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Alimony Orders in Florida: The Importance of Making One’s Case Early On

In recent years, the State of Florida’s alimony laws have come under intense scrutiny. Many people are calling for its reform while others fight against the proposed changes. Nonetheless, as it stands now, the rules governing alimony are spelled out in Civil Practice and Procedure Statute 61.08, Chapter 61. They state that either spouse may request one of several forms of financial support. The list of forms includes, but is not limited to rehabilitative, permanent, bridge-the-gap and durational. Either form is subject to several payment schedules, including lump sums.

As simple as that may sound at first, the process can get complicated quickly. Why? Simply put, the Florida court system takes into account a great number of factors when making rulings on alimony requests and each type of support has its own nuances. Therefore, it is important for each party to state their case in full during the court proceedings. Let’s take rehabilitative alimony as an example.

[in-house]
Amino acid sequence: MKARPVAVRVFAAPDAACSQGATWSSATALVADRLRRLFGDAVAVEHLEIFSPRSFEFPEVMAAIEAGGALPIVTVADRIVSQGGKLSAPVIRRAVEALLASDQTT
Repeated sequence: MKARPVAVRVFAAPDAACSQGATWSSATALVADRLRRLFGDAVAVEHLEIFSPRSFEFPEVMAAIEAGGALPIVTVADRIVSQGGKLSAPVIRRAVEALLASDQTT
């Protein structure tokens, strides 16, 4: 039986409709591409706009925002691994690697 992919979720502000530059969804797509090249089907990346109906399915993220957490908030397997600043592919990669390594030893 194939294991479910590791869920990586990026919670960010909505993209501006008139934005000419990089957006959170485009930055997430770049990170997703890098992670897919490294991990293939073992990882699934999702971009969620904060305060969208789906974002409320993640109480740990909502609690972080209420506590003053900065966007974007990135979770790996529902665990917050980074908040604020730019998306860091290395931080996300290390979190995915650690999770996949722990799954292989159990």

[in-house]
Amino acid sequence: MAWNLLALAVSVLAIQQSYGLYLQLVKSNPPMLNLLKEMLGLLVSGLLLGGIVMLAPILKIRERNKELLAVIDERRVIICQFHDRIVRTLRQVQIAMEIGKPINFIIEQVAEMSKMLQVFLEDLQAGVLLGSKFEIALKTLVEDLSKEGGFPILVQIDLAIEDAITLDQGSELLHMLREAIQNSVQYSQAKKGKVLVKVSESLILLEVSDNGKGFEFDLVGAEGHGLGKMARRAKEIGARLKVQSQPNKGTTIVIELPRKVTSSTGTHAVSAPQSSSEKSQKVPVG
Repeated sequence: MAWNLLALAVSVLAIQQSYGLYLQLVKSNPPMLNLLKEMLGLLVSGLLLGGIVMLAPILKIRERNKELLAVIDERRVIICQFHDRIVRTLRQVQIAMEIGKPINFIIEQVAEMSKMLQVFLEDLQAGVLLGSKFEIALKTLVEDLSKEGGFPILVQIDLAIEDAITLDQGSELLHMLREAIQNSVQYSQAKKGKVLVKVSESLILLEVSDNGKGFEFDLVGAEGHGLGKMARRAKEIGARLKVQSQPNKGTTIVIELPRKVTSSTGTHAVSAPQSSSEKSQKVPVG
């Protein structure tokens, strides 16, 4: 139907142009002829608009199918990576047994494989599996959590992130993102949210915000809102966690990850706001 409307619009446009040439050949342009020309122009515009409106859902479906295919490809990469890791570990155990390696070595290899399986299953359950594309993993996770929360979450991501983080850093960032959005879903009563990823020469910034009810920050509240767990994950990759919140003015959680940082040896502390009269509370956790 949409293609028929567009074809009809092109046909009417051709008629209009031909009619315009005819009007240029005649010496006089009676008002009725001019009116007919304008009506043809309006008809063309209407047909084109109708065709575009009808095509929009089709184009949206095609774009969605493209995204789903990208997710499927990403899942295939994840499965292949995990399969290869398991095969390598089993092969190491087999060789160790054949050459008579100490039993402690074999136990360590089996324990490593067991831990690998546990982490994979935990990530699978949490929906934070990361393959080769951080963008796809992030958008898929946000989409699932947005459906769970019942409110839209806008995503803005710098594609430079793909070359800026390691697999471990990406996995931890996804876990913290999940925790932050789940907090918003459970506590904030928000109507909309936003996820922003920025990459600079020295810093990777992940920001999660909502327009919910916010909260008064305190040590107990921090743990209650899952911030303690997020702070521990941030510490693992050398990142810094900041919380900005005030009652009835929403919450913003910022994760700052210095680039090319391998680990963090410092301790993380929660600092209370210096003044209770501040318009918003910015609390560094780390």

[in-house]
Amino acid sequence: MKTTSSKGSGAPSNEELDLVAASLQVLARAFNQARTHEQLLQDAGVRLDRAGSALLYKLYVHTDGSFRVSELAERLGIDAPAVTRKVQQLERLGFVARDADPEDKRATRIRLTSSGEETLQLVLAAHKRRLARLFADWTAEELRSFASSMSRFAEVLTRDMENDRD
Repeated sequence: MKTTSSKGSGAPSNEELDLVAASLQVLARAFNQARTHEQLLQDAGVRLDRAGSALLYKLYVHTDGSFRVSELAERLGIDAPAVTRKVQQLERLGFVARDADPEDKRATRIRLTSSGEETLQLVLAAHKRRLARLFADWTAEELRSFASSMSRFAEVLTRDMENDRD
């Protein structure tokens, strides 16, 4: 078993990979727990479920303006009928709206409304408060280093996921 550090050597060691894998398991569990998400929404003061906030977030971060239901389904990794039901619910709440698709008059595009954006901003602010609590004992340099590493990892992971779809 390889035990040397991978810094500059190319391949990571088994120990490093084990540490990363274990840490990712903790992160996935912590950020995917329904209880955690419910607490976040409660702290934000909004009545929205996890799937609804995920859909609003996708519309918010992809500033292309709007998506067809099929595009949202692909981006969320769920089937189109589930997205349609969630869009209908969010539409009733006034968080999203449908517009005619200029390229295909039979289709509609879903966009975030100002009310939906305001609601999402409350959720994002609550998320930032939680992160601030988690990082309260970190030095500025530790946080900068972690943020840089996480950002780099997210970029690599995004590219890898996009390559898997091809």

In these instances, the spouse requesting financial support must demonstrate the need for retraining, education or on-the-job training and submit a detailed game plan indicating how those needs will be filled. The court may then issue an award that is to last until the plan’s proposed end date. However, the person must stick to the plan otherwise the alimony order may be modified at a later date.

It is a lot different from bridge-the-gap alimony. By law, its amount is set in stone and the agreement remains in place for a maximum of two years or until the award recipient remarries. It is typically awarded to people who have the skills needed to live solo but need time to find gainful employment, transportation and alternate housing.

To learn more about the State of Florida’s views on alimony, please contact us. We can explain the finer points of each type of alimony to divorcing couples and help people present all of their relevant facts to the court for the judge’s consideration.